One story I read recently was about a young girl who grew up in poverty in a small village in Nepal. Her family made a meager income by renting a room to tourists who came through on their way to hike in the Annapurna region (Annapurna is considered one of the most difficult climbs in the world.). As a little child, she would work 18-hour days to haul water, cook, and care for these tourists, as well as go to school. The woman she was telling the story to apologized to her for tourists everywhere, that she had to live such a difficult life in order to serve them, but her response was gracious. Her family was grateful for the tourists. Without them, they would have had nothing.

This story has nagged at me for days. Is it right that a little child should toil under backbreaking labor so that wealthy people can see the world? And yet, without the tourism industry, what would these families do for an income? As someone who loves to travel and will continue to do so for as long as I live, what is my role in all this?

Jordan and I had a long discussion about this, and for us, it simply comes down to living the way we live every day, and holding to one of our life statutes:

Treat people like people.

When you travel, the people who are there to serve you are not your servants. You are paying them to do a set task for a short time. You will benefit from their work, then you will move on and most likely never think of them again. But for them–the waiters, the housekeepers, concierges, drivers, tour guides, cooks, busboys, etc.–this is their LIFE. They are there day in and day out, caring for people. It’s how they make their livelihood, and often it is their chosen career. It is YOUR job to treat them with the utmost respect and dignity. It is your moral responsibility to show them genuine appreciation for their hard work. Tip generously, don’t ask for unreasonable service, and for crying out loud, don’t be rude…just be a good person.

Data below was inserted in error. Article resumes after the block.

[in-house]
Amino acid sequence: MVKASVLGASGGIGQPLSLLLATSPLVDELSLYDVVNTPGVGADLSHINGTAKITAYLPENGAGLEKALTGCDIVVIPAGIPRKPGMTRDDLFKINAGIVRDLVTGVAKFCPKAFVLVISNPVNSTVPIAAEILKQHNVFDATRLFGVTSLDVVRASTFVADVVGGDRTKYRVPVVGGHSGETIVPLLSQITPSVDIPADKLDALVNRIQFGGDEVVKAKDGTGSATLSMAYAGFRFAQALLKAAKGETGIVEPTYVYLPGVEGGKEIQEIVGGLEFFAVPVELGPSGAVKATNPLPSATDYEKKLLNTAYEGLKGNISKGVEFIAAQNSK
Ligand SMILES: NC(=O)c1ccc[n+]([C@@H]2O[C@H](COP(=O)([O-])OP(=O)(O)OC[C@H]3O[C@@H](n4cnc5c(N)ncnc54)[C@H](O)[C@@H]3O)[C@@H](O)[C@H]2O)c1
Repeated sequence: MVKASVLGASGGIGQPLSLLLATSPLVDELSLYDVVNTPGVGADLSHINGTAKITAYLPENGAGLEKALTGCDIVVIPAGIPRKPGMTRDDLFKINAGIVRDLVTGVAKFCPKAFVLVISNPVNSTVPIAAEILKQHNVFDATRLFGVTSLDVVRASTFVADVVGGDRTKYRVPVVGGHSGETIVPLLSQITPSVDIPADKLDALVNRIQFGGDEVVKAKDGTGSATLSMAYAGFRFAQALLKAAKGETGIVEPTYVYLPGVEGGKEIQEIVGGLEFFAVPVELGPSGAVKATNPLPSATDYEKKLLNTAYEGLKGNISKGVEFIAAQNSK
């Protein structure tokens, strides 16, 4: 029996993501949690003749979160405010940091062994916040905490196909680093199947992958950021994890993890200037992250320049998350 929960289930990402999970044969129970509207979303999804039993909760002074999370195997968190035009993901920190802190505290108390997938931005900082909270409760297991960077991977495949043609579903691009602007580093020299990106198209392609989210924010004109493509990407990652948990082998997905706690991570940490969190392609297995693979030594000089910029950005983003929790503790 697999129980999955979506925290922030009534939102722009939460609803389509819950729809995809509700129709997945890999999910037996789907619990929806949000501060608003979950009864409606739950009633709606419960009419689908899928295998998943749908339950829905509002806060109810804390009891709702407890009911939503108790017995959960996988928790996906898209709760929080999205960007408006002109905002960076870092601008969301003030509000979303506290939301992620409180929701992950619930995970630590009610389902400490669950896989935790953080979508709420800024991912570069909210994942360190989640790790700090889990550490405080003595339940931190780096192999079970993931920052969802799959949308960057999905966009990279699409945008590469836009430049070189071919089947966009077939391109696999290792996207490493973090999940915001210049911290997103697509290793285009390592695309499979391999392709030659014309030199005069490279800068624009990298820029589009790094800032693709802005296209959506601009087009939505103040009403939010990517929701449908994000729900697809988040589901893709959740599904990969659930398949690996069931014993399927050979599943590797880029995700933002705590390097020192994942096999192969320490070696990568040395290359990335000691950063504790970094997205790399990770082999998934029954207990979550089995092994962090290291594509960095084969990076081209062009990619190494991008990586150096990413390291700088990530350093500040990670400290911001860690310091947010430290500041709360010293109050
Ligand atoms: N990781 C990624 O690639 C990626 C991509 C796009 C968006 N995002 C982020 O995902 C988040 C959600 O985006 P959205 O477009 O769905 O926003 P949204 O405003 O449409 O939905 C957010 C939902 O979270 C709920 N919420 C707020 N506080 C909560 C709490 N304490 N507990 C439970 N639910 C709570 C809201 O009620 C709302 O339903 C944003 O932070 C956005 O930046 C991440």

In fact, I encourage you to take it a step farther and show genuine interest in the people serving you. They are not simply accessories to your luxury travel, these incredible human beings have stories to tell that you would not believe. They have lived lives and seen things you could only imagine. They have dreams and plans they are working hard for. Talk to them. Trust their expertise. Take their suggestions. Learn from their wisdom.

In short, when traveling, treat others how you want to be treated.

In an upcoming post, I’m going to talk about specific ways we can be good travelers, in relation to people, culture, and the environment. This is important, especially in our social media-driven society, where the desire to get cute Instagram pictures and make a dollar through influencer programs drives people to do some pretty disrespectful things. It begs the question, do we travel for our own glory? Or do we travel to better know and understand the world?

Photo by Jonatan Pie on Unsplash

Happy (respectful) trails, my friends!

More posts you may like:
Finding the Courage to be Adventurous
How to Travel on a Budget – And Still Have the Time of Your Life
4 Great Ways to Save for TravelĀ